The cluster of faces inside the Historic Annapolis Museum forms an unlikely group.
Amelia Earhart rubs elbows with Mark Twain. George Washington keeps company with Michelle Obama.
Their glossy, life-size cutouts line the wall along with those of other famous people such as the Marquis de Lafayette, Abraham Lincoln, actress Sarah Jessica Parker and astronaut Charles Bolton.
If you wonder why they are pictured together, you should. It's the question that collections manager Heather Ersts hopes will be asked.
"Every one of these people visited Annapolis and could come back today and recognize Annapolis because of preservation," Ersts said.
This unique welcoming committee greets visitors to the Historic Annapolis Museum, which reopened in November with new exhibits and a fresh invitation to explore this Bayside town.
Visitors can walk in the footsteps of these famous guests. Information cards for each of them note the paths they traveled, including Washington's stops for social and political events and Lincoln's low-key stroll from West Street to the waterfront.
"Ultimately, we want to get people out of the museum to enjoy the town," Ersts said.
Landmarks like the state capitol building, the William Paca House, and Harwood-Hammond House are major attractions, but Annapolis is first and foremost a water town. City Dock is not only a popular scenic stop but critical for understanding the town's history. The waterfront has been its defining feature for more than 300 years.
The entire Annapolis Historic District - surrounding its harbor on the Severn River - is part of the Chesapeake Gateways Network.
"The relationship between Annapolis and the Bay is and has always been symbiotic," Ersts said.
With easy access to the Chesapeake Bay, it first drew 17th century settlers who grew wheat and tobacco on nearby fields and exported their crops to Europe from the local harbor.
In 1694, the state government relocated to Annapolis from southern Maryland. Its central location was more accessible to the growing population of the colony, which traveled and traded primarily by boat. The move triggered a population explosion, as shopkeepers and craftsmen followed political leaders to the new capital city.
An increasing number of enslaved people and servants were enlisted to support the upper class lifestyle as Annapolis became the social center of the Chesapeake, where elite, land-owning families traveled to visit one another, watch horse races and enjoy cultural events.
This was the "Golden Age" of Annapolis, and it thrived until the close of the Revolutionary War.
The Historic Annapolis Museum highlights the Golden Age with a sprawling diorama of the 18th century town.
Nearly every building in the model is related to the water. Middleton's Tavern and wharf provided lodging for travelers and was the operational base for a ferry. Sailmakers rented space in an outbuilding. Warehouses and market space lined the U-shaped harbor. At one end, a small defensive battery of cannons overlooked the water. At the other, a windmill caught breezes from the Bay.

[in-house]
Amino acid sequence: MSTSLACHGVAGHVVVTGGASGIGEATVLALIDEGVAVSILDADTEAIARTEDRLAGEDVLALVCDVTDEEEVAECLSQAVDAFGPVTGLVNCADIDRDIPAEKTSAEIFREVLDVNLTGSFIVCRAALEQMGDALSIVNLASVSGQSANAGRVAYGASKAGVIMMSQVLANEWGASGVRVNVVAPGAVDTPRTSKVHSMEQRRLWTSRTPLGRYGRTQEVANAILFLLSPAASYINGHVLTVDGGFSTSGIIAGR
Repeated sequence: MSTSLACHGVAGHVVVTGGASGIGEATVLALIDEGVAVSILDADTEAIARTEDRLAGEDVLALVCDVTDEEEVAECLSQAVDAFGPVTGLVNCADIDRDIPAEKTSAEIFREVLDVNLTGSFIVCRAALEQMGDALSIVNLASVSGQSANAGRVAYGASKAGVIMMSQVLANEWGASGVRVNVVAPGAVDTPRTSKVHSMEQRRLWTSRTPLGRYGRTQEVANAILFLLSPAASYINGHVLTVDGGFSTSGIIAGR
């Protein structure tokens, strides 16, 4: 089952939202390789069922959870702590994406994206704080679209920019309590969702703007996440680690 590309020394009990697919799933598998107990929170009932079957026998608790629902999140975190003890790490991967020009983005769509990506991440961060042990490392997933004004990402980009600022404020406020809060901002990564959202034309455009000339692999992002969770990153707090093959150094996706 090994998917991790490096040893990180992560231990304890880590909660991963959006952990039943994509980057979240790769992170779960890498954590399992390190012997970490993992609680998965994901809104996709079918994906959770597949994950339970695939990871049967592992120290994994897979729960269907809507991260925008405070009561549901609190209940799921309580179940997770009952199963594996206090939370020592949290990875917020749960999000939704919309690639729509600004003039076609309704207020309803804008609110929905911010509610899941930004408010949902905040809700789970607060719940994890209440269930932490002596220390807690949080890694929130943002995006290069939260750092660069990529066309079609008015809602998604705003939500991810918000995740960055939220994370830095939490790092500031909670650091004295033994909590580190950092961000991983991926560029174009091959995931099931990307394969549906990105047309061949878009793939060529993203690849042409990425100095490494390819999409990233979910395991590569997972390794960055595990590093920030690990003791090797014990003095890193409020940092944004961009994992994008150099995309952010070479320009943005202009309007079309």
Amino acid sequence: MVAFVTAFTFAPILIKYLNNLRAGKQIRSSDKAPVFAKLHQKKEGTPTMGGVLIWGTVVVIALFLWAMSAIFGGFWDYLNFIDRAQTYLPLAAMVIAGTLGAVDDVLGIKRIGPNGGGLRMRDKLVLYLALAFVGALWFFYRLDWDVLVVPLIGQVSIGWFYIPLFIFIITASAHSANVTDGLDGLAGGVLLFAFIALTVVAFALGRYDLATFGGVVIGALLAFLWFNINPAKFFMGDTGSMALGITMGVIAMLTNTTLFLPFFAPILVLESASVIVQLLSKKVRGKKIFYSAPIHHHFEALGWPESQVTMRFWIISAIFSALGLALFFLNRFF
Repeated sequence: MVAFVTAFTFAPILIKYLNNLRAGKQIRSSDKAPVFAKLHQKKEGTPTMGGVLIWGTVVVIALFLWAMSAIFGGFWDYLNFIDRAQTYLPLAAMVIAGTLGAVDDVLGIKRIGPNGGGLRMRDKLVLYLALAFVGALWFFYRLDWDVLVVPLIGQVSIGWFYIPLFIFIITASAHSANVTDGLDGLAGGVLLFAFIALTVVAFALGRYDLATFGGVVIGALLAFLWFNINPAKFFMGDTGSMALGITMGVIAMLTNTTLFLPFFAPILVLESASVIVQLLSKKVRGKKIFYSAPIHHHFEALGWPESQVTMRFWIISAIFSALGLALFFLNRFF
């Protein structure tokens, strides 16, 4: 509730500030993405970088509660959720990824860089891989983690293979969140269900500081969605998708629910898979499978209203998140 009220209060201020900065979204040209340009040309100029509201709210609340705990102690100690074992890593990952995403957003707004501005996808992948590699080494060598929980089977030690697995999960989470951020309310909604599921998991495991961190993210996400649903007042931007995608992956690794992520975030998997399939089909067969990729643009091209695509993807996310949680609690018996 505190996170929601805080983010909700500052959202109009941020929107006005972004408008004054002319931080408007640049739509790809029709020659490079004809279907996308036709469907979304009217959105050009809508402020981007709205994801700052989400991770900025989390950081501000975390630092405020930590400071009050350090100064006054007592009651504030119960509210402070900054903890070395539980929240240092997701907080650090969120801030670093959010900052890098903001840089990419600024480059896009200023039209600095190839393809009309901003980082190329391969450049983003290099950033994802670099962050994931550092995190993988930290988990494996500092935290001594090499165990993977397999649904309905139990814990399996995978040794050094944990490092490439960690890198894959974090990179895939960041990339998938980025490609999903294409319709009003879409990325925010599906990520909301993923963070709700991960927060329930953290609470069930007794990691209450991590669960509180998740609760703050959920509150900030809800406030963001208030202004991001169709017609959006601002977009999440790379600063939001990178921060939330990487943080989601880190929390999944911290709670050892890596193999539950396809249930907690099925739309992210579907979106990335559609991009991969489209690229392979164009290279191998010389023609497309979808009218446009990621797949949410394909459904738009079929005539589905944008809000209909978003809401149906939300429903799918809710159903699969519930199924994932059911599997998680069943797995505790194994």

One of the people who found surprising success in this setting was Anne Catharine Green, a printer and publisher featured in one of the museum's new exhibits.
Green moved to Annapolis with her husband, who printed the Maryland Gazette. When he died, Green took over the business. She continued to publish the newspaper and became the official printer for the Maryland government. She was a skilled and formidable businesswoman who not only secured the same rate of pay received by her husband but eventually purchased the home they had leased for decades.
The Annapolis Golden Age ended shortly after the American Revolution, when commerce shifted suddenly and decisively to the deep-water port of Baltimore. Government functions kept the town alive, but the variety of trade and talent moved north. "The craftsmen basically made a mass exodus to Baltimore," Ersts said.
The Bay, however, continued to shape the town. The U.S. Naval Academy opened its doors there in 1845. By the turn of the 20th century, Annapolis became a hub for watermen during the height of the oyster trade.
John Guild, president of the Historic Annapolis Foundation, said that the town's historic charm survives in part from benign neglect.
"The capital kept it an important place, but development didn't happen here the way it did in other places," Guild said. "It fell into a kind of depression."
But activism played a role too, and that's a message the museum makes clear. The preservation effort evolved in response to a building boom in the 1960s and '70s. "There was a lot of development coming in that would have quickly obliterated the downtown landscape," Guild said.
The Historic Annapolis Foundation helped to secure easements on private property and purchased historic buildings that were later turned over to the Maryland Historic Trust. The collective effort has transformed Annapolis into a popular destination for tourists, many of whom still arrive by boat.
The grittier side of Annapolis - the realm of shipyards, wharves and maritime commerce - has given way to a more groomed and artful charm. But the Historic Annapolis Museum offers one gateway to experiencing the town's more deeply layered heritage and its longstanding ties to the Chesapeake Bay.